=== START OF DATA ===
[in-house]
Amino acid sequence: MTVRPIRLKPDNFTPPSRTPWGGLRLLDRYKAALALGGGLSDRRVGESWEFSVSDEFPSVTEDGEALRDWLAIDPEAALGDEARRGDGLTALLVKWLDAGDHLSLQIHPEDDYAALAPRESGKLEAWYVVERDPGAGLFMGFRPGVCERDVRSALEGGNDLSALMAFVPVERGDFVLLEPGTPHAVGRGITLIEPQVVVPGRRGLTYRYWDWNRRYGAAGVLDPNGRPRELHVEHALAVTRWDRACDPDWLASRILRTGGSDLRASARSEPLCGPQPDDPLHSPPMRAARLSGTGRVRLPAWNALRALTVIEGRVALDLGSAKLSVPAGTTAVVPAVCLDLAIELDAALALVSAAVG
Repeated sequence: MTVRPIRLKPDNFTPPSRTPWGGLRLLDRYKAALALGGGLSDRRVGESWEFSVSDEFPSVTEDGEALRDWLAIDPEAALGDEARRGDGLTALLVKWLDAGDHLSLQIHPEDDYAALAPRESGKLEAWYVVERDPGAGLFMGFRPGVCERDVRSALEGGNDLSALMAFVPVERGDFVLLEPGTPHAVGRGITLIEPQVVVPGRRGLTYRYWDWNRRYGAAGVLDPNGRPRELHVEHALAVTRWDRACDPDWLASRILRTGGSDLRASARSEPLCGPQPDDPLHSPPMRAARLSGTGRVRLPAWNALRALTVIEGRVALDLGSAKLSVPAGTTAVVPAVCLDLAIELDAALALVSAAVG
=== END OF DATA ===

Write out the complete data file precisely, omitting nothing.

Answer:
[in-house]
Amino acid sequence: MTVRPIRLKPDNFTPPSRTPWGGLRLLDRYKAALALGGGLSDRRVGESWEFSVSDEFPSVTEDGEALRDWLAIDPEAALGDEARRGDGLTALLVKWLDAGDHLSLQIHPEDDYAALAPRESGKLEAWYVVERDPGAGLFMGFRPGVCERDVRSALEGGNDLSALMAFVPVERGDFVLLEPGTPHAVGRGITLIEPQVVVPGRRGLTYRYWDWNRRYGAAGVLDPNGRPRELHVEHALAVTRWDRACDPDWLASRILRTGGSDLRASARSEPLCGPQPDDPLHSPPMRAARLSGTGRVRLPAWNALRALTVIEGRVALDLGSAKLSVPAGTTAVVPAVCLDLAIELDAALALVSAAVG
Repeated sequence: MTVRPIRLKPDNFTPPSRTPWGGLRLLDRYKAALALGGGLSDRRVGESWEFSVSDEFPSVTEDGEALRDWLAIDPEAALGDEARRGDGLTALLVKWLDAGDHLSLQIHPEDDYAALAPRESGKLEAWYVVERDPGAGLFMGFRPGVCERDVRSALEGGNDLSALMAFVPVERGDFVLLEPGTPHAVGRGITLIEPQVVVPGRRGLTYRYWDWNRRYGAAGVLDPNGRPRELHVEHALAVTRWDRACDPDWLASRILRTGGSDLRASARSEPLCGPQPDDPLHSPPMRAARLSGTGRVRLPAWNALRALTVIEGRVALDLGSAKLSVPAGTTAVVPAVCLDLAIELDAALALVSAAVG